station. I joined the Polotsk Peoples
Theatre but, one day, when we were
in Vitebsk for a concert, our director,
Nikolay Manokhin, told me that the
Kolas Teatre was auditioning. He urged
me to attend so I did and fnally had my
dreams fulflled.
In Vitebsk, I lived on the ffh foor
which is now the office of the chief
artist. It was an unknown city, without
relatives or friends. On my first day of
work, I was an hour and a half late to the
rehearsal as I was lost for some time in
the city and then within the theatre itself.
Red in the face and sweating, I arrived
at our rehearsal room, where Peoples
Artists Tishechkin, Kuleshov, Dubov
and Markina were waiting. The Chief
Director, Semion Kazimirovsky, simply
said, Meet Tanya! She lives the farthest
away, so we forgive her. I was close to
hysterics and it took me some time and
THEaTRE aCtress
48 .LARU5 2012
efort to learn all the entrances and exits
of the theatre.
I love the theatre at night: darkness
and the black square of the stage. Its
fantastic and romantic my home!
I worked for six months and hardly
seemed to need to go to university, as
I appeared in so many performances.
However, Mr. Kazimirovsky, who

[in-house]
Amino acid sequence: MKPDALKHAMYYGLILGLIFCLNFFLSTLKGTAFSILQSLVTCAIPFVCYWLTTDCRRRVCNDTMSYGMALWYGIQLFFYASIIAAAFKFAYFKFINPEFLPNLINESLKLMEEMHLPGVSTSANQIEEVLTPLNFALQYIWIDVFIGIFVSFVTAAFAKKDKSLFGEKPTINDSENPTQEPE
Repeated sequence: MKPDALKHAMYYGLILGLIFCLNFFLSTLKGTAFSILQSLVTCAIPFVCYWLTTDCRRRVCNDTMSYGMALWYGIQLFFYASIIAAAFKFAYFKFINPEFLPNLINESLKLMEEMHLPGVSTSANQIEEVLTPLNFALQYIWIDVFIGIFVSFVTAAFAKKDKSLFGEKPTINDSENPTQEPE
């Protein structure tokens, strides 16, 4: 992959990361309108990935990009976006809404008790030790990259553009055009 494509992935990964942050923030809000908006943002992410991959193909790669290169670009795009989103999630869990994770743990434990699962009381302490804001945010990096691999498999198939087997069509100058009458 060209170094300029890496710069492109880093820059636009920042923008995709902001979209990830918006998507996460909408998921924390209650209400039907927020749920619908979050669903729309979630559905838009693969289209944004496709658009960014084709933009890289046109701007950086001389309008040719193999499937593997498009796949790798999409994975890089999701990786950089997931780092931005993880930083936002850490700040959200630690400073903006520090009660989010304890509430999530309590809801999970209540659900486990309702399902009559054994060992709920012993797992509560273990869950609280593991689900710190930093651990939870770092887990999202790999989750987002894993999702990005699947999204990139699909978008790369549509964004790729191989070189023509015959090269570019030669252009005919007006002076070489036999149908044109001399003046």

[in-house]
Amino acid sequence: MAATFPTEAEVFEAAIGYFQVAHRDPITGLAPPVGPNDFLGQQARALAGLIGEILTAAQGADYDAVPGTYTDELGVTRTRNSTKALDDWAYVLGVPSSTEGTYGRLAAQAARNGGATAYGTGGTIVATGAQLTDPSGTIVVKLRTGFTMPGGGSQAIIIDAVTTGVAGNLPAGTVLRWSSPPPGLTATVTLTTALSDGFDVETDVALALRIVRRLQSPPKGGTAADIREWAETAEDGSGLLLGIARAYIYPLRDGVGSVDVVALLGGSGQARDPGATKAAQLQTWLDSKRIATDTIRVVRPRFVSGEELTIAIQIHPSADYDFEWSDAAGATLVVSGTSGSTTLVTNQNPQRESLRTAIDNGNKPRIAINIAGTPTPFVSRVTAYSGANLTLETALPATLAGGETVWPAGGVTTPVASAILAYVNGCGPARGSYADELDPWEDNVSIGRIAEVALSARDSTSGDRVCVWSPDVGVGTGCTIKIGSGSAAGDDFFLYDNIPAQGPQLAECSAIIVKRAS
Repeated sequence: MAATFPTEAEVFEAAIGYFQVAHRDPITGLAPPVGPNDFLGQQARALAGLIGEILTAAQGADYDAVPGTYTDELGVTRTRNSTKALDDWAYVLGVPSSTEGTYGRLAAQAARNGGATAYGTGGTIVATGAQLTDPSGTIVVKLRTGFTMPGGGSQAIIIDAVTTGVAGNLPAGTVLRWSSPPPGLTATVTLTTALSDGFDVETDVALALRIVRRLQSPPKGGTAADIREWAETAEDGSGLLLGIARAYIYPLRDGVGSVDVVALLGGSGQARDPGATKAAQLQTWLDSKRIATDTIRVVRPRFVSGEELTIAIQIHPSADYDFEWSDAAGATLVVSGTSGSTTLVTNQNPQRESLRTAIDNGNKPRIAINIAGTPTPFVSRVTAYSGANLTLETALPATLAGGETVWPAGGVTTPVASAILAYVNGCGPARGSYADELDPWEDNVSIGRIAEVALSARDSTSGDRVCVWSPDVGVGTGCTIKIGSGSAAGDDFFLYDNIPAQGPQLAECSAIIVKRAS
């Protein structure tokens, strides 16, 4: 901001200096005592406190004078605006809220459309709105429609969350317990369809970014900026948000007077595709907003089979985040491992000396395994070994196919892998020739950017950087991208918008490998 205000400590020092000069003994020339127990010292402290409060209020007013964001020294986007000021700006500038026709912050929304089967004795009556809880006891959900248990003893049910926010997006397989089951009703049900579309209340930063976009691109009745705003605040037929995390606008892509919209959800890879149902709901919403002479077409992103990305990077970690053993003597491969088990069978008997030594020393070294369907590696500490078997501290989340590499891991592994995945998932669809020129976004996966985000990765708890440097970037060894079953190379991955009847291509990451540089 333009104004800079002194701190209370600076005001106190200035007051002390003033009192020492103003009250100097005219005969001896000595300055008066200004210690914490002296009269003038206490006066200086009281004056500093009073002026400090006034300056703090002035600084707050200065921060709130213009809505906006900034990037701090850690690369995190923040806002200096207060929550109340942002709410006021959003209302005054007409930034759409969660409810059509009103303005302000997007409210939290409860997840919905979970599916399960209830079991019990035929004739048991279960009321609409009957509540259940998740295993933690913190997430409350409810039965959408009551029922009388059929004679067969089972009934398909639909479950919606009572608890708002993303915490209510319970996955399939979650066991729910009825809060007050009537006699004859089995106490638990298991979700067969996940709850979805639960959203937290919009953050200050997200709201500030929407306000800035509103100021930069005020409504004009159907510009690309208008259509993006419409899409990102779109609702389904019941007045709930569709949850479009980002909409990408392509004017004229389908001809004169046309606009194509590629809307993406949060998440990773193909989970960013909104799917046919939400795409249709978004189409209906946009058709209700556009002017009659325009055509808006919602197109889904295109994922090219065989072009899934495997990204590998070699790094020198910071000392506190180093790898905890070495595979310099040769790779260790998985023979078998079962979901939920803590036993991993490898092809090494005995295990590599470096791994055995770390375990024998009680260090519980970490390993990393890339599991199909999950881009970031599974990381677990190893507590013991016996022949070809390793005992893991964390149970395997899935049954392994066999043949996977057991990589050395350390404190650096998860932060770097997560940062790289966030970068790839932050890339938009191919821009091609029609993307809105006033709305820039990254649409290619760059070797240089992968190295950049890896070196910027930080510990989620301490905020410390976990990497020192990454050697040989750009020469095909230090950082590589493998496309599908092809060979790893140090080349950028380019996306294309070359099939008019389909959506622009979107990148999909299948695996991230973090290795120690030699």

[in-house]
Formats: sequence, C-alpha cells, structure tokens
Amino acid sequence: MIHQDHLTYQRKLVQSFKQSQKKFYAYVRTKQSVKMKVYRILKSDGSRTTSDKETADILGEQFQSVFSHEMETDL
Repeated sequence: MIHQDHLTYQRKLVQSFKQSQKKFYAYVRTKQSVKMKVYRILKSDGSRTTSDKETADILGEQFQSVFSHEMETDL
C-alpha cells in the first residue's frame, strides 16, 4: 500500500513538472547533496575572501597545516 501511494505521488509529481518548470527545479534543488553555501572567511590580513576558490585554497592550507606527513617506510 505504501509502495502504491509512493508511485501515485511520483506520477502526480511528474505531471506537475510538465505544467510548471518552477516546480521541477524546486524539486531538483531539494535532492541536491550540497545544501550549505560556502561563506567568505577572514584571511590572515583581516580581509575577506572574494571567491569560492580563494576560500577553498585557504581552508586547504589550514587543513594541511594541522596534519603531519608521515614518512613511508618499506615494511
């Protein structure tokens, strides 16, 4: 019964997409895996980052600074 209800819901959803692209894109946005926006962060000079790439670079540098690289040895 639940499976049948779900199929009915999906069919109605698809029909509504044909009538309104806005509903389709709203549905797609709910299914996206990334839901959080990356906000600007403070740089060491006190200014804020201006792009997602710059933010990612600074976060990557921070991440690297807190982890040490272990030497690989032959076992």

treated me like a daughter, advised me
to return, warning me that another
actress could appear with a degree and,
even if less talented, could be taken
on, leaving me unemployed. I entered
a course under Alexander Butakov,
studying while still acting with the
theatre for another six months, before
touring Ukraine.
Te company loved me as a daughter,
granddaughter and sister. The profes-
sional experience I acquired in that
atmosphere of love remains forever with
me and my dedication to the theatre is
unchangeable although the theatre
is quite different these days. Time
dictates our style of communication
and behaviour. People come and go but,
truly, I believe that the Kolas Theatre
is different to those in the capital and
in other regions; it has a purity which
distinguishes it.
My four years of study at the univer-
sity were wonderful, every day being so
full. We went to Riga, performing for